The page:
Getting engaged at Christmas and believing for the first time someone loved me unconditionally, wholly and completely warts and all. Someone loved me with his entire self.

Watching as the movers packed all my worldly goods to be either stored or shipped to Okinawa and musing, wow! There’s a whole world waiting out there for me to see it, taste it, hear it, experience it, learn from it. I’ve moved many times since then and each time I’m excited to be going on another adventure, see what else is out there I’ve yet to see, taste, hear, experience, and learn.

Seeing the ocean for the first time and just being blown away by the vastness of it and knowing that there was some force way bigger than me in control.

The day I mustered the strength and amount of self-love necessary to leave an abusive relationship. I remember telling myself, leave, leave now and don’t look back, and find a man who’s worthy of you and will treasure you for life, who’d never stoop so low as to strike out at you in anger. Never settle for less than you are worthy of.

Watching my son walk away from my house and drive away to his new life. He was a man now. I was proud. Yet, I was so, so, so very sad to see him go. Life is filled with happy moments that positively slay our hearts.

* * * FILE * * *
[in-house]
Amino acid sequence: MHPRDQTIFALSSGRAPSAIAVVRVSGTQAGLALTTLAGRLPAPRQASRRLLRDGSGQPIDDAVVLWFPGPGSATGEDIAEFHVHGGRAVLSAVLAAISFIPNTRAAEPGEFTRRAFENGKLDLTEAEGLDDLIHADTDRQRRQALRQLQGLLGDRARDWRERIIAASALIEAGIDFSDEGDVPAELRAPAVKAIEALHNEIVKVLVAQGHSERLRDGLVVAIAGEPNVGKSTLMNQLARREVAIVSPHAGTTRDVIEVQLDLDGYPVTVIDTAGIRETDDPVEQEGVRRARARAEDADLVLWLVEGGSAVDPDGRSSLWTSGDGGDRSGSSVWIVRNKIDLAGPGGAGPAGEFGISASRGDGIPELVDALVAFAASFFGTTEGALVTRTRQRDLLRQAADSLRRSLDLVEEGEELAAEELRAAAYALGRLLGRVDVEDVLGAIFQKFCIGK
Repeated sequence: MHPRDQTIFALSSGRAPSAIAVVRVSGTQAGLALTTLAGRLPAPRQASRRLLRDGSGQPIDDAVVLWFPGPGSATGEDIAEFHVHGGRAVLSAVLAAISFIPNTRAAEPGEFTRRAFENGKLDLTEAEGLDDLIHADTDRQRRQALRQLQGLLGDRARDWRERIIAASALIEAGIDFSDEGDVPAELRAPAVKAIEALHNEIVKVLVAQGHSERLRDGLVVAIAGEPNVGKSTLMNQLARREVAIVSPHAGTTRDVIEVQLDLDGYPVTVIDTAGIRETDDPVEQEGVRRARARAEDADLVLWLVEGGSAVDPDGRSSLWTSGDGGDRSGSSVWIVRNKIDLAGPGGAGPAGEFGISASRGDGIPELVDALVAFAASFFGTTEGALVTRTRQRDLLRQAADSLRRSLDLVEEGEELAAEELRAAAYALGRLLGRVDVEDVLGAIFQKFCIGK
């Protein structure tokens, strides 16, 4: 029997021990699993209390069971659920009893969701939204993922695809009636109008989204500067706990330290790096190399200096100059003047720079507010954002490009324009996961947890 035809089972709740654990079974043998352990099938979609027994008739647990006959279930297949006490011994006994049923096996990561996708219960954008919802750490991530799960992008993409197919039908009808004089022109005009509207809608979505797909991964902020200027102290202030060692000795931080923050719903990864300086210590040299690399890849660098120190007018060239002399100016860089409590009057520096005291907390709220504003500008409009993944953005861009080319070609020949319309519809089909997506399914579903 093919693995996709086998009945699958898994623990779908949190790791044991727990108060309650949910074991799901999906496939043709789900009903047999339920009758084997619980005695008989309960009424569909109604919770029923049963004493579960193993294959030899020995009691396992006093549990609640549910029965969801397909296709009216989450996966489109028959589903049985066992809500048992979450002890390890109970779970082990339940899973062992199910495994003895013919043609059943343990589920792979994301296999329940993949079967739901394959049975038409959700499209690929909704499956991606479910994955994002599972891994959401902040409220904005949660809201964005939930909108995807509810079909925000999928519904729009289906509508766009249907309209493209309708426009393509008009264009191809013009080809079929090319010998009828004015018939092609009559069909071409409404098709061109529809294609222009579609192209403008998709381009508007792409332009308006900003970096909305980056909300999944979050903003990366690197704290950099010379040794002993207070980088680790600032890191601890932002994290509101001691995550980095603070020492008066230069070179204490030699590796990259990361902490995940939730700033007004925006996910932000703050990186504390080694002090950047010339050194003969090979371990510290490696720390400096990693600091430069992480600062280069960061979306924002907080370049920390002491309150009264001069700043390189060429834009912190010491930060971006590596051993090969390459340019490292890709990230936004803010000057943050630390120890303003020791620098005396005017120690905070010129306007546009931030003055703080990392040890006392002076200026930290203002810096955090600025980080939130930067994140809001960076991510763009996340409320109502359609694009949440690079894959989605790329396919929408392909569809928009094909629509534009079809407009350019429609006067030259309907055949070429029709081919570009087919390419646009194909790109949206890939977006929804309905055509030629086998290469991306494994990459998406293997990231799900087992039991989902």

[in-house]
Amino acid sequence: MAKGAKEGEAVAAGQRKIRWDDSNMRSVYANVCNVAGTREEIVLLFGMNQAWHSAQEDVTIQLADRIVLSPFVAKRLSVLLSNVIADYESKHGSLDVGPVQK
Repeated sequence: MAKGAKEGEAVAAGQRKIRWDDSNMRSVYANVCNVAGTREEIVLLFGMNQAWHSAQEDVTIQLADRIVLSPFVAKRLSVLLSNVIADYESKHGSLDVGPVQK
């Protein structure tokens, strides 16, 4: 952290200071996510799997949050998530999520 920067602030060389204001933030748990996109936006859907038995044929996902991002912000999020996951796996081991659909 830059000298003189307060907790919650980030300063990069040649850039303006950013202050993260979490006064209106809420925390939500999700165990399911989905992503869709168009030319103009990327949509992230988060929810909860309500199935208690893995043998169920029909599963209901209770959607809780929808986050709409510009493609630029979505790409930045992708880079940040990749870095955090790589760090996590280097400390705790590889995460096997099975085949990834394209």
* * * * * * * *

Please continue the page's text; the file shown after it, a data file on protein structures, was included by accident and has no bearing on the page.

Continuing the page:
The first time I attended the Marine Corps Ball with my husband who’d vowed to love me with his entire self. It dawned on me then, every woman deserves and is worthy of being a princess if only for that one special night of the year.

Watching the towers fall. Fear is tangible in moments where you don’t know if your loved one is coming home because he’s one of the few and the proud and you know he’s now on alert. In this defining moment I am reminded that while the world is an uncertain scary place at times, you can’t hide, especially if you’re married to a man in the military. You have to learn to live fully in the unknown and honor those who fight for that reality of freedom for us every single day.